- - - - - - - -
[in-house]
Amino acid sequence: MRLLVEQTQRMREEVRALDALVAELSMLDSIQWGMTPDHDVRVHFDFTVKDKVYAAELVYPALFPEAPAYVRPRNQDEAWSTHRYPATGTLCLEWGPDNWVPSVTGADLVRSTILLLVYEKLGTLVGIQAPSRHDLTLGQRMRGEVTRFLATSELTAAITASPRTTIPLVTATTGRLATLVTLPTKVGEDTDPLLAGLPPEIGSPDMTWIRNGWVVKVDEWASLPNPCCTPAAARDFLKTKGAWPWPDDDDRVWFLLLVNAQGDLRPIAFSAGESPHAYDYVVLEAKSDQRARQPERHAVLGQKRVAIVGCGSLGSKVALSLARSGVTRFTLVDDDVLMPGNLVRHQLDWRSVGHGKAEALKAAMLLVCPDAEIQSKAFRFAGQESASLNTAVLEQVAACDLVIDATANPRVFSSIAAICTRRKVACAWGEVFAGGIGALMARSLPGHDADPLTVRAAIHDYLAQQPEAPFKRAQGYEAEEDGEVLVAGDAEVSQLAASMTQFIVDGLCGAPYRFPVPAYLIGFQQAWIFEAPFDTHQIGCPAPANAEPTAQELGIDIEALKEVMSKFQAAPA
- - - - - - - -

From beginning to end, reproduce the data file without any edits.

[in-house]
Amino acid sequence: MRLLVEQTQRMREEVRALDALVAELSMLDSIQWGMTPDHDVRVHFDFTVKDKVYAAELVYPALFPEAPAYVRPRNQDEAWSTHRYPATGTLCLEWGPDNWVPSVTGADLVRSTILLLVYEKLGTLVGIQAPSRHDLTLGQRMRGEVTRFLATSELTAAITASPRTTIPLVTATTGRLATLVTLPTKVGEDTDPLLAGLPPEIGSPDMTWIRNGWVVKVDEWASLPNPCCTPAAARDFLKTKGAWPWPDDDDRVWFLLLVNAQGDLRPIAFSAGESPHAYDYVVLEAKSDQRARQPERHAVLGQKRVAIVGCGSLGSKVALSLARSGVTRFTLVDDDVLMPGNLVRHQLDWRSVGHGKAEALKAAMLLVCPDAEIQSKAFRFAGQESASLNTAVLEQVAACDLVIDATANPRVFSSIAAICTRRKVACAWGEVFAGGIGALMARSLPGHDADPLTVRAAIHDYLAQQPEAPFKRAQGYEAEEDGEVLVAGDAEVSQLAASMTQFIVDGLCGAPYRFPVPAYLIGFQQAWIFEAPFDTHQIGCPAPANAEPTAQELGIDIEALKEVMSKFQAAPA